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63% Say Better for Country If Most of Congress Not Reelected

March 6, 2010

63% Say Better for Country If Most of Congress Not Reelected


Tuesday, February 09, 2010
rasmussenreports.com

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Most voters think the country would be better off if the majority of the current Congress wasn’t reelected this November, and their confidence in their own congressman continues to fall. A new Rasmussen Reports national telephone survey finds that 63% of likely voters believe, generally speaking, that it would be better for the country if most incumbents in Congress were defeated this November. Just 19% disagree and say it would be better if most congressional incumbents were reelected. Another 18% aren’t sure. The Political Class strongly rejects these views, however. While 78% of Mainstream voters say it would be better for the country if most of the current Congress was turned out of office, 89% of the Political Class think it would be better if most were reelected.

The number of voters nationwide (61%) who give Congress a poor job performance rating is now at its highest level in more than three years. More voters also think most members of Congress are corrupt. Only 38% of all voters say their local representative in Congress deserves to be reelected, regardless of how Congress is doing overall. Thirty nine percent (39%) say their representative does not deserve reelection. Twenty-three percent (23%) are undecided.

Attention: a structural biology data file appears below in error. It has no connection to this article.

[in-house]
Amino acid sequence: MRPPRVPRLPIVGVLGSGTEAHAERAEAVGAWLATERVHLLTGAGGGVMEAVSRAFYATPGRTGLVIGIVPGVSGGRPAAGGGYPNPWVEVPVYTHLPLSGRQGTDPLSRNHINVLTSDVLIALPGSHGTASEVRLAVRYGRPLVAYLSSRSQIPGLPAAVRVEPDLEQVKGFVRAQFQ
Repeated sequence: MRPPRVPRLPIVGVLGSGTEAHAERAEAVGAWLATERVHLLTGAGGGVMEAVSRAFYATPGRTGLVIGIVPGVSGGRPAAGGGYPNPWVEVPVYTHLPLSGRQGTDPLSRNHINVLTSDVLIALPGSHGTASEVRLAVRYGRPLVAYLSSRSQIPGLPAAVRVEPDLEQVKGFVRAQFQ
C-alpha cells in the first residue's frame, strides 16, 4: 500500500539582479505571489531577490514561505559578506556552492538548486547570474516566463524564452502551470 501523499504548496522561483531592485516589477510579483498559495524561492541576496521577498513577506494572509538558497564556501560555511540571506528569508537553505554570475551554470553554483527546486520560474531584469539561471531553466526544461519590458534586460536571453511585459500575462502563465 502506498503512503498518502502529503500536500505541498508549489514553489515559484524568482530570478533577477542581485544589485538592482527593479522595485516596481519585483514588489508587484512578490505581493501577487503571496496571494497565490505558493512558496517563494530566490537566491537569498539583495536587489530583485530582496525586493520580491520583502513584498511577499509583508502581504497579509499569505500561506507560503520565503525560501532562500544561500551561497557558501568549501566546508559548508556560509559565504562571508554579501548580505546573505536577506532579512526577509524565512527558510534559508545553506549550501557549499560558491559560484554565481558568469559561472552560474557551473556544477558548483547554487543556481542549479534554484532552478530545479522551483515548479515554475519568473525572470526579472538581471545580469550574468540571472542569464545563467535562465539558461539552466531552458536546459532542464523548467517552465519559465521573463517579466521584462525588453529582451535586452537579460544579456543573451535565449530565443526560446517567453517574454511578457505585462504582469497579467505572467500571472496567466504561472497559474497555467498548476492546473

In November, voters were also evenly divided on this question: 42% said their congressman should be reelected, and 42% disagreed. But then just 27% of voters say their representative in Congress is the best possible person for the job, down six points from late November. Forty-four percent (44%) say their congressional representative is not the best person for the job, and 29% more are not sure.

The latest numbers are explained in part by new findings that show voters are madder than ever at the current policies of the federal government. Part of the frustration is likely due to the belief of 60% of voters that neither Republican political leaders nor Democratic political leaders have a good understanding of what is needed today.

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